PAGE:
A war's likely toll on Iraqis
One UN report forecasts widespread hunger and disease among civilians.
As the US moves closer to war with Iraq, figuring out the likely human impact there - and how to prepare for it - is proving extremely difficult.
Estimating civilian and military casualties involves too many variables to be precise: New types of US weapons, the reliability of allied military intelligence, whether and how Iraq would resist an invasion bent on ousting Saddam Hussein, the condition of Iraq's civilian infrastructure, disinformation, and propaganda on both sides.
The US military is very wary of estimating enemy casualties - before or after the fact. It wants to avoid a scenario that echoes Vietnam - when many estimations of enemy losses turned out to be inflated.
"We don't do body counts," says Army General Tommy Franks, head of US forces in the Middle East and South Asia. Moreover, the Bush administration says Iraq has a clear record of making up casualty figures and scenarios - even putting its own people in harm's way.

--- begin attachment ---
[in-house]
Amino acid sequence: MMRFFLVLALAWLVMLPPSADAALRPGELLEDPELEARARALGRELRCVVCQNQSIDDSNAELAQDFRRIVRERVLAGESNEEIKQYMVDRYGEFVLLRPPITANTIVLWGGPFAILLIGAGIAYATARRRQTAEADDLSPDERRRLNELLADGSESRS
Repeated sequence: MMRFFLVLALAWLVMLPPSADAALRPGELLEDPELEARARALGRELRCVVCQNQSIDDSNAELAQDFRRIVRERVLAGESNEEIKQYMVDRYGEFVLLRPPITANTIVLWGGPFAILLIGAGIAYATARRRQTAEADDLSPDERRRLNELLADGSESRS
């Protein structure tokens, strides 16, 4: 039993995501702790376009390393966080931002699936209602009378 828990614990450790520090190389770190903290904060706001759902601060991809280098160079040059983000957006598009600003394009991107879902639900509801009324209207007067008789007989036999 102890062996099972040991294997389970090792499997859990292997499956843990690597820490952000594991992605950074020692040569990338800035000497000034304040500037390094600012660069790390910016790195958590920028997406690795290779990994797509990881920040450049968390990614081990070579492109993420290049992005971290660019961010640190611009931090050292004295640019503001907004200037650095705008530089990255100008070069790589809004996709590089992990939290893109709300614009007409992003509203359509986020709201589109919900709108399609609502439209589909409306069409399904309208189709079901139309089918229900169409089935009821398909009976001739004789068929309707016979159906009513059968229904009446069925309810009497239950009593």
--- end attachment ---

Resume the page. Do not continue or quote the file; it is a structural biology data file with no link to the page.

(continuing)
Despite the uncertainties, United Nations planners estimate that up to half a million people "could require treatment as a result of direct or indirect injuries" resulting from war.
In a report entitled "Likely Humanitarian Scenarios," recently made public, UN contingency planners also warned that "the outbreak of diseases in epidemic if not pandemic proportions is very likely." According to a draft of the report, the nutritional status of some 3 million people "will be dire," 3.6 million people will need emergency shelter, and 900,000 Iraqis would flee to neighboring countries - with another 2 million likely to become internal refugees.